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Redis Installation Steps




Redis is an in-memory key-value store known for its flexibility, performance, and wide language support” Inorder to install redis on your machine you need ubuntu 16.4 and a non-root user with sudo privileges to perform the administrative functions required for this process.
Download and Extract the Source Code
  • Create a tmp directory
    cd /tmp
  • Download the latest stable version of Redis
    curl -O http://download.redis.io/redis-stable.tar.gz
  • untar
    tar xzvf redis-stable.tar.gz
  • Move into the Redis source directory structure that was just extracted
    cd redis-stable

Build and Install Redis

  • Now, we can compile the Redis binaries by typing
    make
  • After the binaries are compiled, run the test suite to make sure everything was built correctly. You can do this by typing:
    make test
  • This will typically take a few minutes to run. Once it is complete, you can install the binaries onto the system by typing:
    sudo make install

Configure Redis

Now that Redis is installed, we can begin to configure it.
  • To start off, we need to create a configuration directory. We will use the conventional ‘/etc/redisdirectory’ which can be created by typing
         sudo mkdir /etc/redis
  • Now, copy over the sample Redis configuration file included in the Redis source archive:
    sudo cp /tmp/redis-stable/redis.conf /etc/redis
  • Next, we can open the file to adjust a few items in the configuration
         sudo nano /etc/redis/redis.conf
  • In the file, find the supervised directive. Currently, this is set to no. Since we are running an operating system that uses the systemd init system, we can change this to systemd
    /etc/redis/redis.conf
. . .



# If you run Redis from upstart or systemd, Redis can interact with your
# supervision tree. Options:
# supervised no - no supervision interaction
# supervised upstart - signal upstart by putting Redis into SIGSTOP mode
# supervised systemd - signal systemd by writing READY=1 to $NOTIFY_SOCKET
# supervised auto - detect upstart or systemd method based on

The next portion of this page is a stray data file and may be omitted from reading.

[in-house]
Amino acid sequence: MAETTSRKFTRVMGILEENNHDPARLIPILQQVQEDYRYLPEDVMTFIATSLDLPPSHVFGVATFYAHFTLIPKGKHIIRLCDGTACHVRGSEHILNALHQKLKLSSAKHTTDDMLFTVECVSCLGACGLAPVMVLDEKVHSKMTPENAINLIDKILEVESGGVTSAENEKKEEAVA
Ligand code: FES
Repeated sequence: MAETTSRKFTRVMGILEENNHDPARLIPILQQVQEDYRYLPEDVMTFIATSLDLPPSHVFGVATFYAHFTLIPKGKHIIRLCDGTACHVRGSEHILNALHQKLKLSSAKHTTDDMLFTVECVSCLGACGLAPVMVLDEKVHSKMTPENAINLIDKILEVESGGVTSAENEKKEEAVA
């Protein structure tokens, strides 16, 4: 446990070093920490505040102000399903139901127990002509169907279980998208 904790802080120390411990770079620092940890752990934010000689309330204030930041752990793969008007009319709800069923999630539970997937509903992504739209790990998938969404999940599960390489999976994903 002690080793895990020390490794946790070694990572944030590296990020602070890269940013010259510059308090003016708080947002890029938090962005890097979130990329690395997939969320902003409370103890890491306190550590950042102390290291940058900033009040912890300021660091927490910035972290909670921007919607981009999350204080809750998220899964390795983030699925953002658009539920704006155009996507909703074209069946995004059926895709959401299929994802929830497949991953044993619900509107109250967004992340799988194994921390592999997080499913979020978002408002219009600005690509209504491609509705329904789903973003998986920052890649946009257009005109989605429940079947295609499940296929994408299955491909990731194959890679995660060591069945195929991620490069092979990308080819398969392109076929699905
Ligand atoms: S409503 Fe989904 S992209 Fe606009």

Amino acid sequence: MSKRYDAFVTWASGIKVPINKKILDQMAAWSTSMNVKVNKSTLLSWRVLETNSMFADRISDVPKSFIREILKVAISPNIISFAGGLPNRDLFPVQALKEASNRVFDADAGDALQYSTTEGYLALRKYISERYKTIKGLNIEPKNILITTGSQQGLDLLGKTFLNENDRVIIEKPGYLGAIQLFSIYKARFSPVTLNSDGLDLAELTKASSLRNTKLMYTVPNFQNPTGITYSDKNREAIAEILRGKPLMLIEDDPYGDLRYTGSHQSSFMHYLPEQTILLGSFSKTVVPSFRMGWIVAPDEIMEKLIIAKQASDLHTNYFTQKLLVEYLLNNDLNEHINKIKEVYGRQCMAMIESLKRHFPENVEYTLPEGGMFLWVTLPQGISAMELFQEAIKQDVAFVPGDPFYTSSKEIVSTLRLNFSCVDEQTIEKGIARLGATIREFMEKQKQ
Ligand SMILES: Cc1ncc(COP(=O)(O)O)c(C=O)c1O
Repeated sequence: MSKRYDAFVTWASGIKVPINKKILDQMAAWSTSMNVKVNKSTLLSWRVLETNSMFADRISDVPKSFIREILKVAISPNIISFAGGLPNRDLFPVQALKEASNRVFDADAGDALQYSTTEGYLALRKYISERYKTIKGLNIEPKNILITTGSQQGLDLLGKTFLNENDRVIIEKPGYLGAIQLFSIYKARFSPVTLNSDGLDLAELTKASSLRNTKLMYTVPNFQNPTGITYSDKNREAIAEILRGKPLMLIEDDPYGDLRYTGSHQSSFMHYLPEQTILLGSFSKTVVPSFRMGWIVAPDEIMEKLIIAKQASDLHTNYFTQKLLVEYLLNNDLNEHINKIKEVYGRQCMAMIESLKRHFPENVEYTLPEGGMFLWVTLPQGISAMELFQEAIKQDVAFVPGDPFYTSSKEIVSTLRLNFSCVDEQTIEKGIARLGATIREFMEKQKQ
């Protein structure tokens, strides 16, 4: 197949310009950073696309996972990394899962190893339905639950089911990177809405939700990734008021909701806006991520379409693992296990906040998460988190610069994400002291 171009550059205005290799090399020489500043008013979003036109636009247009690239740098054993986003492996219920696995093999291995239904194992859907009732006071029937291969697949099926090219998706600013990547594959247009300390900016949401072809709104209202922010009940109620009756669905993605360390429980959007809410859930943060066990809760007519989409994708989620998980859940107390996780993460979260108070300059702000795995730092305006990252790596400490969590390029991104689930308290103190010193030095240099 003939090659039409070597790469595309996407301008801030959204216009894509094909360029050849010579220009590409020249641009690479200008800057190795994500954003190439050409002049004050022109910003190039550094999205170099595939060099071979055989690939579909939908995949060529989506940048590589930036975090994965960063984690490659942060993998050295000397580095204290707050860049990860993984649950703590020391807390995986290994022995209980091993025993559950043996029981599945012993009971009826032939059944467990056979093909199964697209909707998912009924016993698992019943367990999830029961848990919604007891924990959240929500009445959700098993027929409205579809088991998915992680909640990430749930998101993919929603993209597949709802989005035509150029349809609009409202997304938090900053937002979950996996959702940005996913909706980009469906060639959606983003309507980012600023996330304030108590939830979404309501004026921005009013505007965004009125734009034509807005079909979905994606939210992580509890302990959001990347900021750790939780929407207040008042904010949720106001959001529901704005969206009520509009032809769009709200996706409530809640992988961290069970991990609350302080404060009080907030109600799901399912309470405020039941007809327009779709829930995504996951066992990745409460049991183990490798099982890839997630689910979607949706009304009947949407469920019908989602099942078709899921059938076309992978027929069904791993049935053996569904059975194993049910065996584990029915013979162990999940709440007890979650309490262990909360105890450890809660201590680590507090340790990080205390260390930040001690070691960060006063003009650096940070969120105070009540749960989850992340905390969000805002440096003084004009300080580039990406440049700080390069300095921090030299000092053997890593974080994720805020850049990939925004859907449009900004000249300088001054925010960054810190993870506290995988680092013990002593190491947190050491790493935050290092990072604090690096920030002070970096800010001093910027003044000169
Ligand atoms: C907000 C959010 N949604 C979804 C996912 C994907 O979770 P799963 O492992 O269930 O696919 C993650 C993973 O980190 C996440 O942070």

# UPSTART_JOB or NOTIFY_SOCKET environment variables
# Note: these supervision methods only signal "process is ready."
# They do not enable continuous liveness pings back to your supervisor.
supervised systemd



. . .
  • Next, find the dir directory. This option specifies the directory that Redis will use to dump persistent data. We need to pick a location that Redis will have write permission and that isn't viewable by normal users.
  • We will use the /var/lib/redis directory for this, which we will create in a moment:
/etc/redis/redis.conf
. . .



# The working directory.
#
# The DB will be written inside this directory, with the filename specified
# above using the 'dbfilename' configuration directive.
#
# The Append Only File will also be created inside this directory.
#
# Note that you must specify a directory here, not a file name.
dir /var/lib/redis


. . .
  • Save and close the file when you are finished.

Create a Redis systemd Unit File
  • Next, we can create a systemd unit file so that the init system can manage the Redis process. Create and open the /etc/systemd/system/redis.service file to get started:
    sudo nano /etc/systemd/system/redis.service
  • Inside, we can begin the [Unit] section by adding a description and defining a requirement that networking be available before starting this service
  • In the [Service] section, we need to specify the service's behavior. For security purposes, we should not run our service as root. We should use a dedicated user and group, which we will call redis for simplicity. We will create these momentarily.
  • To start the service, we just need to call the redis-server binary, pointed at our configuration. To stop it, we can use the Redis shutdown command, which can be executed with the redis-cli binary. Also, since we want Redis to recover from failures when possible, we will set the Restart directive to "always"
  • Finally, in the [Install] section, we can define the systemd target that the service should attach to if enabled (configured to start at boot):
    /etc/systemd/system/redis.service
[Unit]
Description=Redis In-Memory Data Store
After=network.target


[Service]
User=redis
Group=redis
ExecStart=/usr/local/bin/redis-server /etc/redis/redis.conf
ExecStop=/usr/local/bin/redis-cli shutdown
Restart=always


[Install]
WantedBy=multi-user.target
  • Save and close the file when you are finished.



Create the Redis User, Group and Directories
  • Now, we just have to create the user, group, and directory that we referenced in the previous two files.Begin by creating the redis user and group. This can be done in a single command by typing:
         sudo adduser --system --group --no-create-home redis
  • Now, we can create the /var/lib/redis directory by typing:
         sudo mkdir /var/lib/redis
  • We should give the redis user and group ownership over this directory:
         sudo chown redis:redis /var/lib/redis
  • Adjust the permissions so that regular users cannot access this location:
         sudo chmod 770 /var/lib/redis


Start the Redis Service
  • Start up the systemd service by typing:
    sudo systemctl start redis

  • Check that the service had no errors by running:
    sudo systemctl status redis


Test the Redis Instance Functionality
  • To test that your service is functioning correctly, connect to the Redis server with the command-line client:
    redis-cli

  • In the prompt that follows, test connectivity by typing:
    ping
    You should see:
    Output
    PONG

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